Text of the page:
An informally written but effective introduction to the noted black surveyor/astronomer. Ferris describes Banneker's...

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An informally written but effective introduction to the noted black surveyor/astronomer. Ferris describes Banneker's background, his self-education (supplemented by four years in a Quaker school), his interest in astronomy and the technology related to it, his work with L'Enfant in surveying the District of Columbia, and the almanacs he produced between 1792 and 1797. The author portrays Banneker as a quiet, determined man whose 1793 letter to President Jefferson concerning the necessity of freeing the slaves was the product of a steady, lifelong pride and integrity. The narrative ends with his death in 1806, but there is a final section listing information omitted from the text. Unfortunately, Johnson's black-and-white watercolors are muddy and uninspired. Since there are few biographies of Banneker currently available, this title in the ""Creative Minds"" series will be welcome for its usefulness as well as for its entertaining, straightforward presentation. No Index.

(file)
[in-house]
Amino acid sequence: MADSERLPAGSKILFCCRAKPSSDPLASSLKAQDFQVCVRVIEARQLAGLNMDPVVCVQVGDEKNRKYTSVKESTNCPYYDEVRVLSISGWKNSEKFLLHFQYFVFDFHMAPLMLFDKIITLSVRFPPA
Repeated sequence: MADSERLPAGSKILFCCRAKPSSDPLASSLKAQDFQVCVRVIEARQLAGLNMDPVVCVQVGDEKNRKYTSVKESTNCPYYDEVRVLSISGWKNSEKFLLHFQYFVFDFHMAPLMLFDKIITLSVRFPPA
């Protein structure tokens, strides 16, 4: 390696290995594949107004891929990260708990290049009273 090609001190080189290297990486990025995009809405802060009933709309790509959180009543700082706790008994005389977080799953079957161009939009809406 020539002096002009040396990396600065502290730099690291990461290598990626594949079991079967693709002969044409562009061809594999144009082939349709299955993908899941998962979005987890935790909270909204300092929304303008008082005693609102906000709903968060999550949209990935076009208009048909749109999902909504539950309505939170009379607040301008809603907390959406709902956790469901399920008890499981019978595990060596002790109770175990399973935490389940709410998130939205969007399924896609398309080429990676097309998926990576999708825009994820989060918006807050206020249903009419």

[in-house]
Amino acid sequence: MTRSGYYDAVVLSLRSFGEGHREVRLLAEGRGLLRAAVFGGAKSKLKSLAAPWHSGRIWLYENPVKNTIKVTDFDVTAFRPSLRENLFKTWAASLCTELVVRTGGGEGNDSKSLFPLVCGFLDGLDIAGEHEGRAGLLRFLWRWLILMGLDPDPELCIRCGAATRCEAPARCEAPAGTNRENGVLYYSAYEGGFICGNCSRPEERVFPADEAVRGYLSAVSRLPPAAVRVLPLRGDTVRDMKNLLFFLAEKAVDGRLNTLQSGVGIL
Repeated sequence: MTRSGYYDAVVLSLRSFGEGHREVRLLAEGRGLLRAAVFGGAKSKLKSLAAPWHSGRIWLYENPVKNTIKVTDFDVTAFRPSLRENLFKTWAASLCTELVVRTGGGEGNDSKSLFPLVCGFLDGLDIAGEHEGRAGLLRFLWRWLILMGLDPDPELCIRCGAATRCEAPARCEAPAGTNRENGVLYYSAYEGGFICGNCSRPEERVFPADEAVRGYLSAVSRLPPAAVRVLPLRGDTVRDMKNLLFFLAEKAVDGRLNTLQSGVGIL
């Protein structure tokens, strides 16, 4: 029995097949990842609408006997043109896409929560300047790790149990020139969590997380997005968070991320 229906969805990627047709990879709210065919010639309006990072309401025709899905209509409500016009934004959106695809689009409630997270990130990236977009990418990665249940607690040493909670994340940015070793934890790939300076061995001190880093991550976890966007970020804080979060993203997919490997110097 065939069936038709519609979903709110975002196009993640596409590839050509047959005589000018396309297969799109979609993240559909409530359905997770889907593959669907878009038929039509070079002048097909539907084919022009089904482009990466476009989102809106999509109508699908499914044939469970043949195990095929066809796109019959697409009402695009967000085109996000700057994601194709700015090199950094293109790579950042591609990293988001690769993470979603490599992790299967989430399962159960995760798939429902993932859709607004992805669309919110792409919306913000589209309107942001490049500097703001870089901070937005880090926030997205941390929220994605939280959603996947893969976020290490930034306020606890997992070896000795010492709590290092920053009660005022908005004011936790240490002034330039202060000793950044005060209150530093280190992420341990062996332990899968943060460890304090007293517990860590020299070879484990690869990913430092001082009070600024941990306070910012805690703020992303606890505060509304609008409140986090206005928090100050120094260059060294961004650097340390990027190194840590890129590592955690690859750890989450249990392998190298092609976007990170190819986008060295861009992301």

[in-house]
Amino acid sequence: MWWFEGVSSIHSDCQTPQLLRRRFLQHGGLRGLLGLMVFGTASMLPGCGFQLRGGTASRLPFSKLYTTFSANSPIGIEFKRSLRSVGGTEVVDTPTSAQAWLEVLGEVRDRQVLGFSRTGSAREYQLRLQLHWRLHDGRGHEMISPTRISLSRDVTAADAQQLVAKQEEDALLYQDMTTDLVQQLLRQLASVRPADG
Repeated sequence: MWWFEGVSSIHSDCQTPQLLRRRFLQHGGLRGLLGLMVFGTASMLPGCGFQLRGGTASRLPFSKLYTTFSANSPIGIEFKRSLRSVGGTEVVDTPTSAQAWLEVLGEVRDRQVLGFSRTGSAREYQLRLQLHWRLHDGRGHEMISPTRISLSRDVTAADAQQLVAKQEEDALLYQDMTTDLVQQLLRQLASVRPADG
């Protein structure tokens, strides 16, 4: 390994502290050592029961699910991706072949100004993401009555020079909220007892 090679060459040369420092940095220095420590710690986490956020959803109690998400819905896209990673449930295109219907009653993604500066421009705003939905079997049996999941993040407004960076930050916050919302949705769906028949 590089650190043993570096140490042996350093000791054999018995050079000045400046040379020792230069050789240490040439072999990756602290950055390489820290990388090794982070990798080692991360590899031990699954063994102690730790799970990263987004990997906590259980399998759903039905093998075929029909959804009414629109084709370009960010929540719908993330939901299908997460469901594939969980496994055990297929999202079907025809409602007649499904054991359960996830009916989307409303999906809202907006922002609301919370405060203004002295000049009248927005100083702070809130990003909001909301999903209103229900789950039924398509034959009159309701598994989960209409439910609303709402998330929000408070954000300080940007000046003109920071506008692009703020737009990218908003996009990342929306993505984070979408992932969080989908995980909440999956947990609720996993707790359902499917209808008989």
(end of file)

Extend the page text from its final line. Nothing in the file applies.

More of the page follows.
Pub Date: Oct. 10, 1988

ISBN: N/A

Page Count: 64

Publisher: Carolrhoda

Review Posted Online: N/A

Kirkus Reviews Issue: Sept. 15, 1988